Our survey, however, shows that Ugandan artists do have a presence – 82 % – and they do recommend the use of social media to any other artist – 94 %. So maybe it is a matter of the everlasting quest to find the needle in the haystack?

“There is no wonder why Stella Atal has had a successful career, because whenever my friends and I want to get in contact with her latest designs, we find the postings both on her website, her facebook-pages, and via links on her twitter-account,” her fan Doreen Kamugisha acknowledges.

Googling Stella Atal gives you this search result page.

What are the benefits of exposing your art online?

75 % of the respondents “agree” or “partly agree” to the statement “using social media like Facebook is a great way to promote my artwork”. 46 % is positive to the similar statement “using social media like Facebook is a great way to sell my artwork”, and 57 % agrees when it is a matter of “getting feedback on art in progress”.

The last statement in the survey, “maintaining a personal homepage is a must for any visual artist”, got 42 % “I agree”-answers and 25 % “I partly agree”. There seems to be a certain consensus about the idea that online media has multiple purposes.

So what kind of benefits are attached to being online?

There are at least five main reasons for why a visual artist needs to be online:

  1. “Search and you shall find”
    Internet is largely about searching, Google being the current number One. Who wouldn’t be on the top of the list when users search for Ugandan arts, or even African arts. Facebook-content is to a large extent limited to Facebook-users, but main pages will still appear in a Google search result. An open, personal homepage, with the adequate use of page titles, headings and meta tags will make it easier for everyone, included those afraid of being trapped in the social network. Google ranks the results partly according to how many that links to your site, so in the virtual world it is nice to be popular.
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  2. “Connect with the fans and potential audience”
    Facebook has been the last years’ craze. And our survey showed that no fad has been more important for the Ugandan artists than FB. Artists today regard this as a first way, alternatively fast way, to get feedback from their fans and exhibit their work. This also means that your fans do not have to go through a hustle to get to know what new thing you are working on, they just have to “like” you or your page to receive updates about your work on their own personal “wall”. And in return, you get comments and thumbs-up.
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  3. “The online art gallery”
    A third benefit of being online is actually that it provides a cheap alternative to the service from an art gallery. In theory, you can conduct an online exhibition and invite people through different social media networks. Our survey shows that 6 out of 10 artists feel their online presence at some or many times has led to actual sales of artworks, so there are potentials. Today’s publishing systems – like the one we use at startjournal.org – helps any communicator to establish a professional website with limited resources. There are plenty Ugandan artists currently on display in more or less well-functioning interactive galleries. But many will also agree that online art browsing never will beat the real thing.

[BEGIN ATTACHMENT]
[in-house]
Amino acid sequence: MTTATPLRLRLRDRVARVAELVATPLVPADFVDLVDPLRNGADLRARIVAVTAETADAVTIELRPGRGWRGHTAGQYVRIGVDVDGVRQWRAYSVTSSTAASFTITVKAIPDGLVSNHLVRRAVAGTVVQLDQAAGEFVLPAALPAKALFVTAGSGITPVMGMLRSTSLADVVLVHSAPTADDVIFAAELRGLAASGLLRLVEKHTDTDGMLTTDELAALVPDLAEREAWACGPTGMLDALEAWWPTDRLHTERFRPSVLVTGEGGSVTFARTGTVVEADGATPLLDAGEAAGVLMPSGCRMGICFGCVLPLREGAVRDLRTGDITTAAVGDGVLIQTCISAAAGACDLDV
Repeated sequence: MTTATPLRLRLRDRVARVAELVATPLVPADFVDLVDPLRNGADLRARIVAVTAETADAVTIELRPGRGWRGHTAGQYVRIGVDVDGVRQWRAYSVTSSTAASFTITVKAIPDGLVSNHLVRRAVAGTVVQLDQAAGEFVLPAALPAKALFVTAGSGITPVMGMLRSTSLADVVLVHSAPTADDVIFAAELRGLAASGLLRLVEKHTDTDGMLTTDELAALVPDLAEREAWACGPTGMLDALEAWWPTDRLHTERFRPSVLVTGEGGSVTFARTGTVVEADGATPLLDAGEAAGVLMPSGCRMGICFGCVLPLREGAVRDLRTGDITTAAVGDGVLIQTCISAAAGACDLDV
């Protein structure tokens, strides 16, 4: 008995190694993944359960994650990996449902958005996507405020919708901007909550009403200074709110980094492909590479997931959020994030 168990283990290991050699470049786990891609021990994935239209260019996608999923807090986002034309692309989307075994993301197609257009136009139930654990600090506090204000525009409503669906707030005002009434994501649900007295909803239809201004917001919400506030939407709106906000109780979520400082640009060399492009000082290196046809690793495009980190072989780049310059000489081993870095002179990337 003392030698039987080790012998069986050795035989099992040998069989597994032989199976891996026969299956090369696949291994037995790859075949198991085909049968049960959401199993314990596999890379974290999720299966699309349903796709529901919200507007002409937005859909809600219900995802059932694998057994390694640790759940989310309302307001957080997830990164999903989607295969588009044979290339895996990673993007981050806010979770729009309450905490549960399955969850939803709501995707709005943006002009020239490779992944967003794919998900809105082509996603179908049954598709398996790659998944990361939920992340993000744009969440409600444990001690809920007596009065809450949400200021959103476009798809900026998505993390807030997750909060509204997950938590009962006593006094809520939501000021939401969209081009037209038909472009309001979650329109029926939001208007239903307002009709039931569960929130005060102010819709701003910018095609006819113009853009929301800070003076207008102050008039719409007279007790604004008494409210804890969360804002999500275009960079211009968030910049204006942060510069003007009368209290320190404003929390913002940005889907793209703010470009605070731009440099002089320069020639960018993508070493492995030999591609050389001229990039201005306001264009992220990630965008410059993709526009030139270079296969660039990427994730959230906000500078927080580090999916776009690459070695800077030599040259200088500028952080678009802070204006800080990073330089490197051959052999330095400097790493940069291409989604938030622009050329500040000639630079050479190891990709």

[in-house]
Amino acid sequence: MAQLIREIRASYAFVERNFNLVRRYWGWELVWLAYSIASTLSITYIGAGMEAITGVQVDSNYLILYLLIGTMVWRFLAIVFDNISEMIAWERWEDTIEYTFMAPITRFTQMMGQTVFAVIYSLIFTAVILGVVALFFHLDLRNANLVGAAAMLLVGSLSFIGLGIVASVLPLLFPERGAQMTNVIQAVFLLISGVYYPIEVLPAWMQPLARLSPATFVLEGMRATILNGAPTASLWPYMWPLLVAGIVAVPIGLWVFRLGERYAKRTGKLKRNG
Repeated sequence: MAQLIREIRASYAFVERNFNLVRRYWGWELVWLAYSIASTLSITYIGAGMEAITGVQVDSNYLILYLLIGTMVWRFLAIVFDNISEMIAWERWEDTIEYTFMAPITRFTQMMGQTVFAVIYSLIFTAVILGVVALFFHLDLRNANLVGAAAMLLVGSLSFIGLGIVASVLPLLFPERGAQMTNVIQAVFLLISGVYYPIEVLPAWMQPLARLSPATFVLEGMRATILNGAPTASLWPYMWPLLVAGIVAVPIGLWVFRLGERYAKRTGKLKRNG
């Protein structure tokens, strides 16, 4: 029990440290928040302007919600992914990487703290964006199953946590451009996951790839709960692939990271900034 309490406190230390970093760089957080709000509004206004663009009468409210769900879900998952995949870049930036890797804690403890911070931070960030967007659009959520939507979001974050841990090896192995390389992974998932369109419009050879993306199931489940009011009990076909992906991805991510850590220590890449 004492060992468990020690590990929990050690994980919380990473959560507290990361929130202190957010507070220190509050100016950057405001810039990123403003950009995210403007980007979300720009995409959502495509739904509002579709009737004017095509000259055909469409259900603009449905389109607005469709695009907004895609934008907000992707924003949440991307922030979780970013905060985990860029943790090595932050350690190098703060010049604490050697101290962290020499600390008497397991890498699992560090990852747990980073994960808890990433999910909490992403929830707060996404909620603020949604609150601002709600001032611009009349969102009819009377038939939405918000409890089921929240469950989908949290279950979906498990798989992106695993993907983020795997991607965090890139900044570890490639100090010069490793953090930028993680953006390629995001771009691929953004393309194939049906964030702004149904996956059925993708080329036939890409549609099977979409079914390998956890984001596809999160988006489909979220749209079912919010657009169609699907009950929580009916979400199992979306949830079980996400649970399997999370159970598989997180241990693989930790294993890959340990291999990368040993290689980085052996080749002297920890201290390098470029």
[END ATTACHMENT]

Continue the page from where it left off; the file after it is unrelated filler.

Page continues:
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  4. “The professional network”
    Using internet can also help one to find a job or an Arts fellowship, exhibiting spaces or event grants to help them commence their dream project. Sites like www.ulule.com may help the artist fund their work.
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  5. “The brand named YOU”
    Finally, in today’s global environment, being online is a must to maintain your name, your identity and your very own brand. Most visual artists are at the end of the day individuals, they are creating original intellectual property in many visual forms, and there is an absolute need for any serious artist to control that brand identity within the online media. Even though there are reasons for being presented in controlled environments like social websites (Facebook, Flickr, Twitter) and collaborate websites like art galleries, artist groups or other art promoters, please use some time and the money from your first sold artwork to establish the website called http://yournamehere.whatever.

Though online access will avail you to different spammers and junks, according to the survey: 94.3% understand the importance and influence of social media and online presence and they recommend its usage, whereas 5.7% are still not convinced about it.

This might mean that as you join the online community, be aware that it is not perfect. There are for instance copyright issues which could be a challenge to victimised artists. However, things like that can be prevented by putting a disclaimer message on every piece you avail online.

Grace Atuhaire is a writer in Uganda. She is currently working for the Bayimba Cultural Foundation (read about Bayimba in this article). Thomas Bjørnskau is the editor of startjournal.org.

References:
Cyber Elites: A Survey of Internet Café Users in Uganda, by Peter G. Mwesigye. (Published on 29/4/2003)

 

One Comment »

  • thomasbj said:

    Startjournal.org would like visual artists to share their experience of being online here. What works? What doesn’t work? How should the sites be maintained? Is it best to be present many places, or to spend more resources on the one or few preferred websites?

    What kind of role would the Facebook-profile have? Does anybody use other social media sites?